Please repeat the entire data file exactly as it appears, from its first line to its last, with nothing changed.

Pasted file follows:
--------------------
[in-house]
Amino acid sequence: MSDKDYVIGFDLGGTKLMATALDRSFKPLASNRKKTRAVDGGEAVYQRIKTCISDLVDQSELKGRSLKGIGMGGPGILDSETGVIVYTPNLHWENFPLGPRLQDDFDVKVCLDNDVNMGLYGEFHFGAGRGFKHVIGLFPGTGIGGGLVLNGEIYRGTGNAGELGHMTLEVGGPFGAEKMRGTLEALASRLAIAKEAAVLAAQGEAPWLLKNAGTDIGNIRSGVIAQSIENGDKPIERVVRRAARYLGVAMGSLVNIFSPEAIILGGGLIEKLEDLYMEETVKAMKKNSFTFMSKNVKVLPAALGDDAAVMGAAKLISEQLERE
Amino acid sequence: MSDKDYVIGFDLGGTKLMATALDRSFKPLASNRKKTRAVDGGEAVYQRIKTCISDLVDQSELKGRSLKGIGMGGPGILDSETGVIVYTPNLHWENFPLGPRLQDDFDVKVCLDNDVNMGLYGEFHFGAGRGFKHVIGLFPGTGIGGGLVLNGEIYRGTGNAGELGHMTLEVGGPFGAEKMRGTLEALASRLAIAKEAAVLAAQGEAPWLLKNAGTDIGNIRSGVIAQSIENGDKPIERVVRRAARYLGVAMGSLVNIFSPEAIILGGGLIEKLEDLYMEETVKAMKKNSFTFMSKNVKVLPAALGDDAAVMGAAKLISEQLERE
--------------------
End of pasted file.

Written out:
[in-house]
Amino acid sequence: MSDKDYVIGFDLGGTKLMATALDRSFKPLASNRKKTRAVDGGEAVYQRIKTCISDLVDQSELKGRSLKGIGMGGPGILDSETGVIVYTPNLHWENFPLGPRLQDDFDVKVCLDNDVNMGLYGEFHFGAGRGFKHVIGLFPGTGIGGGLVLNGEIYRGTGNAGELGHMTLEVGGPFGAEKMRGTLEALASRLAIAKEAAVLAAQGEAPWLLKNAGTDIGNIRSGVIAQSIENGDKPIERVVRRAARYLGVAMGSLVNIFSPEAIILGGGLIEKLEDLYMEETVKAMKKNSFTFMSKNVKVLPAALGDDAAVMGAAKLISEQLERE
Amino acid sequence: MSDKDYVIGFDLGGTKLMATALDRSFKPLASNRKKTRAVDGGEAVYQRIKTCISDLVDQSELKGRSLKGIGMGGPGILDSETGVIVYTPNLHWENFPLGPRLQDDFDVKVCLDNDVNMGLYGEFHFGAGRGFKHVIGLFPGTGIGGGLVLNGEIYRGTGNAGELGHMTLEVGGPFGAEKMRGTLEALASRLAIAKEAAVLAAQGEAPWLLKNAGTDIGNIRSGVIAQSIENGDKPIERVVRRAARYLGVAMGSLVNIFSPEAIILGGGLIEKLEDLYMEETVKAMKKNSFTFMSKNVKVLPAALGDDAAVMGAAKLISEQLERE